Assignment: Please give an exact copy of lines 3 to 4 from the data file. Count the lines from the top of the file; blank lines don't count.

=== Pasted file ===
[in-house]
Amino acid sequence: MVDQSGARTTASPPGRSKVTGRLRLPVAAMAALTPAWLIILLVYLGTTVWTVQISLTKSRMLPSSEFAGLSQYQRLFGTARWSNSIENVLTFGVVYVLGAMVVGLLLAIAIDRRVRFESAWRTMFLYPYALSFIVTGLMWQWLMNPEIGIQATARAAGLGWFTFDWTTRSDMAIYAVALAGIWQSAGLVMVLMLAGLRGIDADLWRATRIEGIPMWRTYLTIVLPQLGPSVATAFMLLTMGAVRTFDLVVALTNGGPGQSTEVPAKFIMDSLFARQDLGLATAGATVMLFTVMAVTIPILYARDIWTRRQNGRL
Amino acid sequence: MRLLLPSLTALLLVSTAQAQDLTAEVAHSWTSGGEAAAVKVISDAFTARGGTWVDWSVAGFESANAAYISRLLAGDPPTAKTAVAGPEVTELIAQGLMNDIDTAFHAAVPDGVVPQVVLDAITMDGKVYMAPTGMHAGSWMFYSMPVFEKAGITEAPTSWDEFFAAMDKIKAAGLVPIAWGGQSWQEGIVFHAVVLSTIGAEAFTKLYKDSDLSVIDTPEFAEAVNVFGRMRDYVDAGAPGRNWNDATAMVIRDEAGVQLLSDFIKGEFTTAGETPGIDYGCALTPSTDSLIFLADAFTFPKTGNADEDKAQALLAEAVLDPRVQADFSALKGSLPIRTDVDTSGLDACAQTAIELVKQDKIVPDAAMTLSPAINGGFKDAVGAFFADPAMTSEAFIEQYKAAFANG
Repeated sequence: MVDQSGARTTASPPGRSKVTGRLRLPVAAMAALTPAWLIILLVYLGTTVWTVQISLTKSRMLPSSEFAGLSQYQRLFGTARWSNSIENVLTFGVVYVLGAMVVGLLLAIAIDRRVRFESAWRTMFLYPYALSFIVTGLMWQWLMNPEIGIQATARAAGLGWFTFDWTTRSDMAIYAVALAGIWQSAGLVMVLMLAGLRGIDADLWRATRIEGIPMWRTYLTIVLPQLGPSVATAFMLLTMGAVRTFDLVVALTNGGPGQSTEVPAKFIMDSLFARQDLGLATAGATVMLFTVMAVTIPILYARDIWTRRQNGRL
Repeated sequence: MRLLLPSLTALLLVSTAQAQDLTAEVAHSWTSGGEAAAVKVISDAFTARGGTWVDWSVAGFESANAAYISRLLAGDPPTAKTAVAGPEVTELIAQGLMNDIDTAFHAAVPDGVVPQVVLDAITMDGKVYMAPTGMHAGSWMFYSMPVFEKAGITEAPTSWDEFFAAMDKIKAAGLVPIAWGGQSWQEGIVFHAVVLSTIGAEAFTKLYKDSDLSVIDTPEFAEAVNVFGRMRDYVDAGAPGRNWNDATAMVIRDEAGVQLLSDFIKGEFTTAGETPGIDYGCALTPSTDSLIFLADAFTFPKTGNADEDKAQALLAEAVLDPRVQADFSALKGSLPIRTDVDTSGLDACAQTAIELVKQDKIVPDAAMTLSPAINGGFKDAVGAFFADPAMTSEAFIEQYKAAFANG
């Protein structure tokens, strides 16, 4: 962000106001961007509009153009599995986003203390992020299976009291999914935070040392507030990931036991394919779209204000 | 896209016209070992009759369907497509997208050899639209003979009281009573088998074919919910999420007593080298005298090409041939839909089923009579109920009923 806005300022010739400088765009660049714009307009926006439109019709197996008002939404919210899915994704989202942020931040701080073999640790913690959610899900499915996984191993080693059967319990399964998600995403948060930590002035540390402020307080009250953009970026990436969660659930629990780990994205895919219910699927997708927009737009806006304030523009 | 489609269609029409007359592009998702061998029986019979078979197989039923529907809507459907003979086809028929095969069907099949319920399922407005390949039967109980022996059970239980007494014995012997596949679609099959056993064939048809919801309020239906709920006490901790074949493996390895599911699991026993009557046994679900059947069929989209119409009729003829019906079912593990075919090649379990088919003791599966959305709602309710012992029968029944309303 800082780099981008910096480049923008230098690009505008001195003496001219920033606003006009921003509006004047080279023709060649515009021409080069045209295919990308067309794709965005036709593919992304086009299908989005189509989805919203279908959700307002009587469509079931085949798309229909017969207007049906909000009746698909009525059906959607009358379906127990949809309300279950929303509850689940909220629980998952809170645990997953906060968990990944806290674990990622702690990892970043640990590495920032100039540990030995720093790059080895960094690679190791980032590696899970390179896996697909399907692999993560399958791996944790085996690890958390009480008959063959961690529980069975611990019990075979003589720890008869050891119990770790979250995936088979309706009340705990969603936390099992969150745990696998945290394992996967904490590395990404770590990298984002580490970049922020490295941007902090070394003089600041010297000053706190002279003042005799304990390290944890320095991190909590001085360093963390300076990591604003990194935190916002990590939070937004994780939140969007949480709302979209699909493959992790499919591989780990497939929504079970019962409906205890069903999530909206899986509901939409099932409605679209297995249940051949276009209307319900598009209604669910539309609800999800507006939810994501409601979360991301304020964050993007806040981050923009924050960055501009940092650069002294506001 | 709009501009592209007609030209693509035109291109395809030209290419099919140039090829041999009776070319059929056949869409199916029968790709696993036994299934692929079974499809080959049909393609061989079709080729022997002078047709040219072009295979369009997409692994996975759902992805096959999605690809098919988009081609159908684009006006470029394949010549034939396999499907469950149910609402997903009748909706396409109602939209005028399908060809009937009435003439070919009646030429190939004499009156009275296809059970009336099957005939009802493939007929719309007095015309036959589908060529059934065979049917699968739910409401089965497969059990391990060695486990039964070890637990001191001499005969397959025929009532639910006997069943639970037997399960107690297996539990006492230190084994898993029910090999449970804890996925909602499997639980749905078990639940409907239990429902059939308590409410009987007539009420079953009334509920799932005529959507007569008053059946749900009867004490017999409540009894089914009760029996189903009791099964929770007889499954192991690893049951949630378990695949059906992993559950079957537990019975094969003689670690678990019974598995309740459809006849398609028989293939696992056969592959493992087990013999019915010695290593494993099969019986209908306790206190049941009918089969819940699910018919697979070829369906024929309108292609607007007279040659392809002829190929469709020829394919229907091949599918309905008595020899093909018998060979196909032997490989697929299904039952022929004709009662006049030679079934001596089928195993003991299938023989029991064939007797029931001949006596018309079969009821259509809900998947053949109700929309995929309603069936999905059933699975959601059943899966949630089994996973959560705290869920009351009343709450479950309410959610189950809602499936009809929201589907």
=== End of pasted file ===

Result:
Amino acid sequence: MRLLLPSLTALLLVSTAQAQDLTAEVAHSWTSGGEAAAVKVISDAFTARGGTWVDWSVAGFESANAAYISRLLAGDPPTAKTAVAGPEVTELIAQGLMNDIDTAFHAAVPDGVVPQVVLDAITMDGKVYMAPTGMHAGSWMFYSMPVFEKAGITEAPTSWDEFFAAMDKIKAAGLVPIAWGGQSWQEGIVFHAVVLSTIGAEAFTKLYKDSDLSVIDTPEFAEAVNVFGRMRDYVDAGAPGRNWNDATAMVIRDEAGVQLLSDFIKGEFTTAGETPGIDYGCALTPSTDSLIFLADAFTFPKTGNADEDKAQALLAEAVLDPRVQADFSALKGSLPIRTDVDTSGLDACAQTAIELVKQDKIVPDAAMTLSPAINGGFKDAVGAFFADPAMTSEAFIEQYKAAFANG
Repeated sequence: MVDQSGARTTASPPGRSKVTGRLRLPVAAMAALTPAWLIILLVYLGTTVWTVQISLTKSRMLPSSEFAGLSQYQRLFGTARWSNSIENVLTFGVVYVLGAMVVGLLLAIAIDRRVRFESAWRTMFLYPYALSFIVTGLMWQWLMNPEIGIQATARAAGLGWFTFDWTTRSDMAIYAVALAGIWQSAGLVMVLMLAGLRGIDADLWRATRIEGIPMWRTYLTIVLPQLGPSVATAFMLLTMGAVRTFDLVVALTNGGPGQSTEVPAKFIMDSLFARQDLGLATAGATVMLFTVMAVTIPILYARDIWTRRQNGRL